Driving distracted: what not to do when you’re on the road

Distracted driving is a main cause of deadly crashes in South Dakota.
Distracted driving is a main cause of deadly crashes in South Dakota.(Kate Robinson)
Updated: Dec. 25, 2022 at 12:12 PM MST
Email This Link
Share on Pinterest
Share on LinkedIn

RAPID CITY, S.D. (KEVN) - 2020, a new law was passed in South Dakota regarding distracted driving. By passing the law, lawmakers hope to prevent distracted driving and lower the number of people engaging in risky behaviors behind the wheel.

In South Dakota last year, 250 people were killed in car accidents credited to distracted driving.

Distracted driving in South Dakota leads to more deaths in car accidents than speeding, disregarding traffic signals or signs, improper passing, over-correcting, and swerving to avoid objects.

Distracted driving can look like many different things, and odds are, if you are doing anything but looking at the road while driving, you are distracted.

“Distracted driving looks like any other vehicle that can’t maintain its lane in the roadway or any kind of odd behavior coming from a vehicle that isn’t what people would consider normal. A distracted driver is going to be someone that’s not going to be able to maintain their lane, maybe their speeds are going to fluctuate. The dangers of distracted driving could be as simple as even just leaving your lane a little ways or it can be as serious as crashing and ending up with a fatality of an individual when it’s not meant to happen,” says Kellen Hood, South Dakota Highway Patrol.

The 2020 law made it illegal to use a phone while driving unless in an emergency. By making the infraction a primary offense officers can pull over and ticket a driver for being on their phone while driving.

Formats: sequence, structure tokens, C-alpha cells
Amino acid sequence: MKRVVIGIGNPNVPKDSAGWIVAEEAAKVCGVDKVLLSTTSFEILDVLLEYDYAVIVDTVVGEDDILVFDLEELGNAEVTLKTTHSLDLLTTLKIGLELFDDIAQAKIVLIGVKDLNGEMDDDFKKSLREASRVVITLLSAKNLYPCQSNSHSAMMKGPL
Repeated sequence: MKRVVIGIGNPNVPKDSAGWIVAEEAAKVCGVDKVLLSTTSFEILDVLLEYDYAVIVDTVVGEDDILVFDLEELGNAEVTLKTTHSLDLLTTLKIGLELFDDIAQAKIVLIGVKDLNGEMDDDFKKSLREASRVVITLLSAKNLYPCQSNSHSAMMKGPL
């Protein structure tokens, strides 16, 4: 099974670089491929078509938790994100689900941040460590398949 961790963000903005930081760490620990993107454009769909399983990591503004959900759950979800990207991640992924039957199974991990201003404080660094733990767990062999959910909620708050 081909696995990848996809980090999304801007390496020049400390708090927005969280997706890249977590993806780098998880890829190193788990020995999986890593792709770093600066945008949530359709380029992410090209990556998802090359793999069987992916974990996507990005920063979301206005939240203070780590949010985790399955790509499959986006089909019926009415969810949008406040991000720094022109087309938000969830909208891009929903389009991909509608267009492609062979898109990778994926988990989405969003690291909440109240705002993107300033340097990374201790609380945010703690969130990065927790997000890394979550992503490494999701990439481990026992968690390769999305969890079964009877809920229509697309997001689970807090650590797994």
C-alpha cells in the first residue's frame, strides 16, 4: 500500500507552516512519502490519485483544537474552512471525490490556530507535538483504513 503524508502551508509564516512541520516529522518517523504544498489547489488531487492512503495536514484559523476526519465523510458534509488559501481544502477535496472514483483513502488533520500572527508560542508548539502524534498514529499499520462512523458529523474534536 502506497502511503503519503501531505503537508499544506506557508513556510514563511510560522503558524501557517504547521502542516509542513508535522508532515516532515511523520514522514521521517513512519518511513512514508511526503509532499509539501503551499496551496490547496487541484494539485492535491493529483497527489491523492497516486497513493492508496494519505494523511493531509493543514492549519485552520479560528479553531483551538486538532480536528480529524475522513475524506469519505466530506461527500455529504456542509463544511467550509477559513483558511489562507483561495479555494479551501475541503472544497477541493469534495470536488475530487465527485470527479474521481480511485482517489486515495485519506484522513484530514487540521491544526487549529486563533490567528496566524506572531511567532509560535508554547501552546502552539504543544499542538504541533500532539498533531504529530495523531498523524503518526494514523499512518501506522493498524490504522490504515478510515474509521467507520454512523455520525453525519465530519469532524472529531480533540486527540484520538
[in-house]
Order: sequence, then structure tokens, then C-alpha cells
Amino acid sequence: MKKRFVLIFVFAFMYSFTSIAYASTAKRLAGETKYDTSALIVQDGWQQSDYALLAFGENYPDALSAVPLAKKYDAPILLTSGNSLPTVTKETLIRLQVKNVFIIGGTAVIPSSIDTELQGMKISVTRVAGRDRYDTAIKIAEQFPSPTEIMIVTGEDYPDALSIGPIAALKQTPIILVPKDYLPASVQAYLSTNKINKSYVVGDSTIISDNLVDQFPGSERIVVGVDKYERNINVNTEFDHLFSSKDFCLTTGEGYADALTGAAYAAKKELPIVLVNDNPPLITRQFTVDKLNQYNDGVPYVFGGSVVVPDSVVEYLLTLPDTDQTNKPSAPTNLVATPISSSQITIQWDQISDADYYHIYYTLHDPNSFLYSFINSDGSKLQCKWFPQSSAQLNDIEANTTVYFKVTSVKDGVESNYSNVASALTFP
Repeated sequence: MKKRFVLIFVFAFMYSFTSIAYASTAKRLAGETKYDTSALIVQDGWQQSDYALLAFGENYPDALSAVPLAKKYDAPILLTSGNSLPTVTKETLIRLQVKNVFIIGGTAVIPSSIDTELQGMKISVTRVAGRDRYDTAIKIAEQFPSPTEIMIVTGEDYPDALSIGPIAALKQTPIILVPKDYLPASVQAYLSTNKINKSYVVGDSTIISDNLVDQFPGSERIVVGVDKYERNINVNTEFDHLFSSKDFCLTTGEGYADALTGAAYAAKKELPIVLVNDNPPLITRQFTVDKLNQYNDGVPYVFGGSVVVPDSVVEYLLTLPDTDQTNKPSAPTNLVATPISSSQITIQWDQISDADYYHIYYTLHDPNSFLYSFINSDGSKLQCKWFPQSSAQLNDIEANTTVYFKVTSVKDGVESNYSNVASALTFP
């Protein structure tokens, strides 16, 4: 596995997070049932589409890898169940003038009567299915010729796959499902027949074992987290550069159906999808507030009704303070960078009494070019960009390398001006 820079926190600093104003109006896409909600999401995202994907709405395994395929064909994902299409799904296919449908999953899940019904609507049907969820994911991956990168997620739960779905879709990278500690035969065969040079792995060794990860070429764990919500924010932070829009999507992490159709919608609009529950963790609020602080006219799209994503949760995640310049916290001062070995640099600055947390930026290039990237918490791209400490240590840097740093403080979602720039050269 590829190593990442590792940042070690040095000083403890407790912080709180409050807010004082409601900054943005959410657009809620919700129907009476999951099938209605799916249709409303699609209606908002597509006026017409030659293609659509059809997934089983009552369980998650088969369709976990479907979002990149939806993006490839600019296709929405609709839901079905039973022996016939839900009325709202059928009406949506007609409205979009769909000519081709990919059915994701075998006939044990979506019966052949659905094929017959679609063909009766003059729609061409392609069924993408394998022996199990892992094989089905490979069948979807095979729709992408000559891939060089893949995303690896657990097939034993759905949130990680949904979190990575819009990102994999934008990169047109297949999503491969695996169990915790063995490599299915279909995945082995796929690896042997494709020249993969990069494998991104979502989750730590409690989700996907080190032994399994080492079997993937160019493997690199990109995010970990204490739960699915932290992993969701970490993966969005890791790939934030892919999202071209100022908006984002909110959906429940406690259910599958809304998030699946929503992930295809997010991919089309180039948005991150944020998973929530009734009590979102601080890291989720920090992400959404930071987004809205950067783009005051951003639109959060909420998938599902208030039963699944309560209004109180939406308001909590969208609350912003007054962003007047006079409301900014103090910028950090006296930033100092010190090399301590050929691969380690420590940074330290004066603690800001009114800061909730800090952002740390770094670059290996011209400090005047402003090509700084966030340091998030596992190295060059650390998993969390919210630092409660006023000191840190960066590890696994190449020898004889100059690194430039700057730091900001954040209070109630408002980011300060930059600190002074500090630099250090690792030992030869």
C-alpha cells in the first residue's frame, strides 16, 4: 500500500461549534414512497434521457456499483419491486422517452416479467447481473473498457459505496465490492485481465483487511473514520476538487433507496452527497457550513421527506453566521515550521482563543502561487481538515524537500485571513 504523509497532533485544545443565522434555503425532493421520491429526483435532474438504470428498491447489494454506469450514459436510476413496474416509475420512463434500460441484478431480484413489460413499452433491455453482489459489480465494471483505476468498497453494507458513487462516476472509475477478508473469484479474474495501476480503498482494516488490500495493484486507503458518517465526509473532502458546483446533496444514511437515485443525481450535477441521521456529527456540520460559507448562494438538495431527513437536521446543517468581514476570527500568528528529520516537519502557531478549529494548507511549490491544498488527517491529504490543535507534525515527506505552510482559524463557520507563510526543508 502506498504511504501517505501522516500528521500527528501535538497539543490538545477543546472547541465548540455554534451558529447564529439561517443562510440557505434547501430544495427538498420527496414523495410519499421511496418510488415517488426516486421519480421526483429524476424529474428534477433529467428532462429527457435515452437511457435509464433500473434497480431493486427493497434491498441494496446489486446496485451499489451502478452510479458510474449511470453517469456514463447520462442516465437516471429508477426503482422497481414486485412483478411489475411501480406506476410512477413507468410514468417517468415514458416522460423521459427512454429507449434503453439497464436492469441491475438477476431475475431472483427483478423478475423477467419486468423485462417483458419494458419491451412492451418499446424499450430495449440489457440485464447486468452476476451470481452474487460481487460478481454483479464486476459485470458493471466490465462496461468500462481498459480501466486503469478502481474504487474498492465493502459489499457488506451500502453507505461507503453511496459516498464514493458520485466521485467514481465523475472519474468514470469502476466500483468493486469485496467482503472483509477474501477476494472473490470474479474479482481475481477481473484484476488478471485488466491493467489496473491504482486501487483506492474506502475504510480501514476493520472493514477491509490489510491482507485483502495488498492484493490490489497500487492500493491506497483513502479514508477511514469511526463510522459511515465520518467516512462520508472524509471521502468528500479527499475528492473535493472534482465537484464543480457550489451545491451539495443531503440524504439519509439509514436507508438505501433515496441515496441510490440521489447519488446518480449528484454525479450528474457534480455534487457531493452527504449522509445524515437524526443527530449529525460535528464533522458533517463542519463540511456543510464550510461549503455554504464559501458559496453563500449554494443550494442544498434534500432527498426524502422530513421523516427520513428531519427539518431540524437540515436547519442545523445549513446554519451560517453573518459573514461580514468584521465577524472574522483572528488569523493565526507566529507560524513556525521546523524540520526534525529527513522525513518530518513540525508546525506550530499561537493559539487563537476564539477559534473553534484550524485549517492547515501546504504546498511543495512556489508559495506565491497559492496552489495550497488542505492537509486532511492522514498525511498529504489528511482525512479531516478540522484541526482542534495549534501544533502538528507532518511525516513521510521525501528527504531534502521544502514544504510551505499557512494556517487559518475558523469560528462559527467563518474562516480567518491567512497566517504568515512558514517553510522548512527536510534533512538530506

Some forms of distractions can include eating, talking with passengers, or adjusting vehicle controls.

“The most common is using the cell phone while you’re driving. Making text messages to be sent out or maybe scrolling through social media. Even making phone calls, those are kinds of things that take your attention off of where it’s supposed to be at the time, which is on the roadways, being able to pay attention to the traffic around you,” Hood continues.

With the weather getting colder, driving conditions put drivers at risk-- by keeping an eye on other cars while on the road, you can prevent an accident by reporting a distracted driver, and not being one yourself.

“With severe weather, that just amplifies it that much more. Distracted driving can be avoided simply by just doing your duty behind the wheel and that’s simply just paying attention to the road and the traffic around you. It doesn’t take much to just pull over to the side of the road to answer those phone calls, answer those text messages or emails. That’s probably one of the biggest things that would make roads safer,” Hood concludes.

South Dakota Highway Patrol also suggests that if you have a passenger in your car, have them respond to any messages on your phone, or just hold onto it until you reach your destination.